Lee's career story
We chatted to Lee, branch manager at Help at Home in Leicester, to find out about his career journey and what it is really like to manage a large social care service.
Hi Lee! What inspired you to pursue a career in adult social care?
Two experiences during my childhood inspired me. The first was looking after my mum when I was little. The second was being involved in a road traffic accident where I was hit by a bus age 10 whilst crossing the road. The journey of intense physical and mental recovery shaped the way I thought about care and how it feels to be reliant on others when in fear. It made me realise that people do not choose to be vulnerable. It made me see the importance of the care profession and the huge role that care professionals play in the lives of the people they support.
What was your experience of your first care role like?
At age 16, I became a volunteer at an elderly care hospital. I still remember the lady I assisted each lunch time. She had multiple sclerosis and, whilst still able to swallow, she was not able to cut food or raise cutlery to her mouth. I learnt the importance of understanding the needs and abilities of each individual and of following their pace, rather than mine.
How has your career progressed?
After my voluntary role, I became a paid care assistant and worked in care homes and hospitals. In 1992, I qualified as a registered nurse and worked in medicine, diabetes, elderly care and orthopaedic rehabilitation.
In 1997 I had a career change and became a branch manager in Leicester for a national care provider. Within 6 months I was running the biggest branch in the UK. Inspired by this experience, I set up my first care business in 2003. The business delivered a range of services, including residential and home care. I later sold the business and decided to work as a consultant to help develop other care providers' performance and quality ratings. A recent achievement has been helping an 80 bed nursing home to raise their inspection rating from 'inadequate' to 'good'.
I am now studying a Masters degree in Safeguarding Law at Keele University, alongside my role as branch manager at Help at Home in Leicester.
What does your role as a branch manager involve?
I am responsible for over 500 service users and more than 200 staff. Branch services vary quite a lot, ours is a very big one! My role is about ensuring people are safe, needs are met and that we are compliant with all legal and quality expectations. I am also responsible for reviewing staff and service user feedback and using this information to identify ways we can improve the service.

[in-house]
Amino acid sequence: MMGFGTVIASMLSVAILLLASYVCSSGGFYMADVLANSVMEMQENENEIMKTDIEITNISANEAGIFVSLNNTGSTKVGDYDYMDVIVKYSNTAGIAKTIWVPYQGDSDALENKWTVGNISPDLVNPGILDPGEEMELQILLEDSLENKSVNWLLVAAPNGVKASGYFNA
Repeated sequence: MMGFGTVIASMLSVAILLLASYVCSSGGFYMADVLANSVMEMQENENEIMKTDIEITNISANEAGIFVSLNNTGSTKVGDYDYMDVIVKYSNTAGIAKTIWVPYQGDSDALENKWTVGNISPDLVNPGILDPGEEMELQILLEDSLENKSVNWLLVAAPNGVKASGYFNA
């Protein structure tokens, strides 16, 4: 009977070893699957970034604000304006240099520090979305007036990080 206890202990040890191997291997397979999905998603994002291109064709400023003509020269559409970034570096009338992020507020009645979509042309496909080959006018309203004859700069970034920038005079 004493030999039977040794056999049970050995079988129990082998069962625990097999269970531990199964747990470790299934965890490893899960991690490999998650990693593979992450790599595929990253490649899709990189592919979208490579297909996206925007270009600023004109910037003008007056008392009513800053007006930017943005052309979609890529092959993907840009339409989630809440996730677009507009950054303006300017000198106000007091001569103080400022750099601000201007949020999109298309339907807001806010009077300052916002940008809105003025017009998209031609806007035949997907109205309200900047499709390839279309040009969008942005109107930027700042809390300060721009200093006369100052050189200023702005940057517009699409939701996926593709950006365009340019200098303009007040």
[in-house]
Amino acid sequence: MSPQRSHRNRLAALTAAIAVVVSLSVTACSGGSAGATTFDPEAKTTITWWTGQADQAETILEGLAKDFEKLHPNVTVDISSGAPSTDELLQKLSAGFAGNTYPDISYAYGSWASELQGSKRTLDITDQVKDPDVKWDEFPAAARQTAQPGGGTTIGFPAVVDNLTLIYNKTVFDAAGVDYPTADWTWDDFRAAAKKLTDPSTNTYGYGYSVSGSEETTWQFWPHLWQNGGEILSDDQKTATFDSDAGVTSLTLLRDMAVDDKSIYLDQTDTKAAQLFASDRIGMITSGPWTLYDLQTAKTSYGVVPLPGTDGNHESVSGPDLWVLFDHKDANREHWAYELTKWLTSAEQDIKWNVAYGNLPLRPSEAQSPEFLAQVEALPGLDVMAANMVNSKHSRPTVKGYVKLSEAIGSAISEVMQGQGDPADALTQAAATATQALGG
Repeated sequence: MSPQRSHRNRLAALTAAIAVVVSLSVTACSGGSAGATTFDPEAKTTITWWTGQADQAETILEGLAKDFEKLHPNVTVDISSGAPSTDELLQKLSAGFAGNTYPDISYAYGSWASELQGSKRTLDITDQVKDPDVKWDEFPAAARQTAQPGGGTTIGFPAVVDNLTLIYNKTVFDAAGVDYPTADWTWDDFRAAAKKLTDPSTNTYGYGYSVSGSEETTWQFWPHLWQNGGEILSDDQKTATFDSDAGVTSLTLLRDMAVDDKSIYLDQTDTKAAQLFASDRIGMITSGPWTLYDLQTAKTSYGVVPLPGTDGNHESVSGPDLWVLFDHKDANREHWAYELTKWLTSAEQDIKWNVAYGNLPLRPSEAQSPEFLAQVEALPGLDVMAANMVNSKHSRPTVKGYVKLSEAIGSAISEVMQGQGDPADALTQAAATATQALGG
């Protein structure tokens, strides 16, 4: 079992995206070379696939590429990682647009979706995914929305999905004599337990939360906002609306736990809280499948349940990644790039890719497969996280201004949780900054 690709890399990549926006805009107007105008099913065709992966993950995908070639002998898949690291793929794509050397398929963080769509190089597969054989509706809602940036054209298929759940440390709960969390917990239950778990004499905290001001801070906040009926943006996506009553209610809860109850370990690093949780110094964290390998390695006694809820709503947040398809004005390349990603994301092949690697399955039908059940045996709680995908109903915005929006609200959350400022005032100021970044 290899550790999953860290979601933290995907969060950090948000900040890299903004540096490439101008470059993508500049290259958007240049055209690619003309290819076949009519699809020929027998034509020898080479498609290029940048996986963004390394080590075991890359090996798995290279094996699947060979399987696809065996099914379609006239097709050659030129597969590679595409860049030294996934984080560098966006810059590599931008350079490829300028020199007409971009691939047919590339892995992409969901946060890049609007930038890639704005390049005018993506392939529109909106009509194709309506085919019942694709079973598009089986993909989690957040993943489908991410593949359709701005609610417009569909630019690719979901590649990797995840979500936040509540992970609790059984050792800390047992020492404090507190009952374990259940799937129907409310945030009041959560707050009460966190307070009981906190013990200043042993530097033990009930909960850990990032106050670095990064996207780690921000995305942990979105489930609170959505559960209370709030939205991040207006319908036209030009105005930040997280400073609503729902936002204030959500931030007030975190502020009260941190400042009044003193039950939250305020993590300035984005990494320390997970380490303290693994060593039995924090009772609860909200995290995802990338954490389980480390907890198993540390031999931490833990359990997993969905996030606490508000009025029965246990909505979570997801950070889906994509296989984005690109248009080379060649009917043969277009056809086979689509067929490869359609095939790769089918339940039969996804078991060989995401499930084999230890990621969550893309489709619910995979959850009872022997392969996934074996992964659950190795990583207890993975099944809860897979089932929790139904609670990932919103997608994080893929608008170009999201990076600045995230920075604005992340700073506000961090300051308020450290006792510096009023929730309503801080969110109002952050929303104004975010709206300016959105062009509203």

What is your typical working day like?
I try to get to the gym three times a week and eat sensibly. I think we should look after our own health as a priority! Most of my working days are spent in the office doing phone calls, emails, meetings, audits and planning. However, I also get to go out and spend time with service users and staff. I enjoy being out meeting service users the most because it reminds me of the importance in all things we do, all the tasks are about making them safe and happy.
What is the most challenging thing about working in adult social care?
There are simply not enough hours in the day! However, the positive of this is that days zoom by and its soon time for home!
What has been your proudest career moment?
I looked after a service user in Kent whose needs were very complex. The lady was dependant on others to support all her movement, food and drink intake, and breathing. Her only method of communication was with her eyes. I was very proud of the support plan that I was able to put together as it enabled her to live in her own home and direct her daily life. One of my most memorable achievements was when I came up with the idea to turn a small bedroom window into a glass wall, so she could enjoy her garden. In the end, we exceeded this vision by getting enough funding to install sliding doors to allow her bed to be wheeled into the garden on sunny days. However, the best moment was when I was able to support her to achieve her dream of visiting Blackpool beach. At first, this seemed like an impossible challenge! But we managed it and I will never forget seeing her face when sitting on the beach watching the waves crash on to the sand for the first time.
What is your advice to people considering a career in adult social care?
The challenges can be tough, but you only need one "thank you" from someone you have supported to realise you are in the right job.
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